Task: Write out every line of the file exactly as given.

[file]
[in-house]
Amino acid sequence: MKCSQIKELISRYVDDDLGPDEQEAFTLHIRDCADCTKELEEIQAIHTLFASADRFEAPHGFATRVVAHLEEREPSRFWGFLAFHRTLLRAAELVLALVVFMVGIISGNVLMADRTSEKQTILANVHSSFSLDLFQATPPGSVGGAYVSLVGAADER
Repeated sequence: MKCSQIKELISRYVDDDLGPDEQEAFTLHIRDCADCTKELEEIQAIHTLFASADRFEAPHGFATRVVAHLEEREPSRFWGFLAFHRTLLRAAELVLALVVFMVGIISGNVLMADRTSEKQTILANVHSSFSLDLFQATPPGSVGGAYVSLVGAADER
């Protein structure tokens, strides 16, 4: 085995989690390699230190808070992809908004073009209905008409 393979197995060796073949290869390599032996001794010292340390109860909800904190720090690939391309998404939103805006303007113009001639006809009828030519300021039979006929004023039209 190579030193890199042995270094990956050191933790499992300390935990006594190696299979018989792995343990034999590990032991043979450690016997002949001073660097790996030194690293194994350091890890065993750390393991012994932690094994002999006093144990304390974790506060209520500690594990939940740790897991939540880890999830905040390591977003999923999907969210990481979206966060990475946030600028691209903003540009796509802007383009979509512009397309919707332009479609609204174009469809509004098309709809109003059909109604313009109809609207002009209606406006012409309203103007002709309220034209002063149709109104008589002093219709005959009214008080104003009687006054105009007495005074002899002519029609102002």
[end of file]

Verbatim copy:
[in-house]
Amino acid sequence: MKCSQIKELISRYVDDDLGPDEQEAFTLHIRDCADCTKELEEIQAIHTLFASADRFEAPHGFATRVVAHLEEREPSRFWGFLAFHRTLLRAAELVLALVVFMVGIISGNVLMADRTSEKQTILANVHSSFSLDLFQATPPGSVGGAYVSLVGAADER
Repeated sequence: MKCSQIKELISRYVDDDLGPDEQEAFTLHIRDCADCTKELEEIQAIHTLFASADRFEAPHGFATRVVAHLEEREPSRFWGFLAFHRTLLRAAELVLALVVFMVGIISGNVLMADRTSEKQTILANVHSSFSLDLFQATPPGSVGGAYVSLVGAADER
């Protein structure tokens, strides 16, 4: 085995989690390699230190808070992809908004073009209905008409 393979197995060796073949290869390599032996001794010292340390109860909800904190720090690939391309998404939103805006303007113009001639006809009828030519300021039979006929004023039209 190579030193890199042995270094990956050191933790499992300390935990006594190696299979018989792995343990034999590990032991043979450690016997002949001073660097790996030194690293194994350091890890065993750390393991012994932690094994002999006093144990304390974790506060209520500690594990939940740790897991939540880890999830905040390591977003999923999907969210990481979206966060990475946030600028691209903003540009796509802007383009979509512009397309919707332009479609609204174009469809509004098309709809109003059909109604313009109809609207002009209606406006012409309203103007002709309220034209002063149709109104008589002093219709005959009214008080104003009687006054105009007495005074002899002519029609102002």